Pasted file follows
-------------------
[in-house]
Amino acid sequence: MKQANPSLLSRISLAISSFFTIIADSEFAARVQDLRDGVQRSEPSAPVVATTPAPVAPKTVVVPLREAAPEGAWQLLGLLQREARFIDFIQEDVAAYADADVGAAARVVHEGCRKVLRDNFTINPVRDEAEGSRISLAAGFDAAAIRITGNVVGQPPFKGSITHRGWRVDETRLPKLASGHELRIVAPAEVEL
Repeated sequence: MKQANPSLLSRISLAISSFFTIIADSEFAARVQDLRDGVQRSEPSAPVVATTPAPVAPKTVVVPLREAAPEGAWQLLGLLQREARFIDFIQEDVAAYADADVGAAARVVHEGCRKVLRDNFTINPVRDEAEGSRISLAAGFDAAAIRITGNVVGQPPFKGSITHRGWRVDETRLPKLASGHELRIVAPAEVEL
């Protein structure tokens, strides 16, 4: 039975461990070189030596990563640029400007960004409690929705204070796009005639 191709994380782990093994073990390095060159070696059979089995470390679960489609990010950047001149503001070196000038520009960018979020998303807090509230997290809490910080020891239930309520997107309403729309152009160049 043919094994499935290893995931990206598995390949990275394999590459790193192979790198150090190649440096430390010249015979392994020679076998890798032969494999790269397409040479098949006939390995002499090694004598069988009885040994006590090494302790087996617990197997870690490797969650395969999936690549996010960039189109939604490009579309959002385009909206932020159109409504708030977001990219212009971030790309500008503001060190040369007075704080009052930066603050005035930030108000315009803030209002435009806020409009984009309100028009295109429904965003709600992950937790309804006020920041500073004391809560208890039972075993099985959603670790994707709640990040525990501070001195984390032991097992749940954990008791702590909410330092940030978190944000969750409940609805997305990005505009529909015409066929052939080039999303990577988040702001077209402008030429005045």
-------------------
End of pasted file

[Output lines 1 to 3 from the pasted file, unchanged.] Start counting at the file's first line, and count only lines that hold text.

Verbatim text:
[in-house]
Amino acid sequence: MKQANPSLLSRISLAISSFFTIIADSEFAARVQDLRDGVQRSEPSAPVVATTPAPVAPKTVVVPLREAAPEGAWQLLGLLQREARFIDFIQEDVAAYADADVGAAARVVHEGCRKVLRDNFTINPVRDEAEGSRISLAAGFDAAAIRITGNVVGQPPFKGSITHRGWRVDETRLPKLASGHELRIVAPAEVEL
Repeated sequence: MKQANPSLLSRISLAISSFFTIIADSEFAARVQDLRDGVQRSEPSAPVVATTPAPVAPKTVVVPLREAAPEGAWQLLGLLQREARFIDFIQEDVAAYADADVGAAARVVHEGCRKVLRDNFTINPVRDEAEGSRISLAAGFDAAAIRITGNVVGQPPFKGSITHRGWRVDETRLPKLASGHELRIVAPAEVEL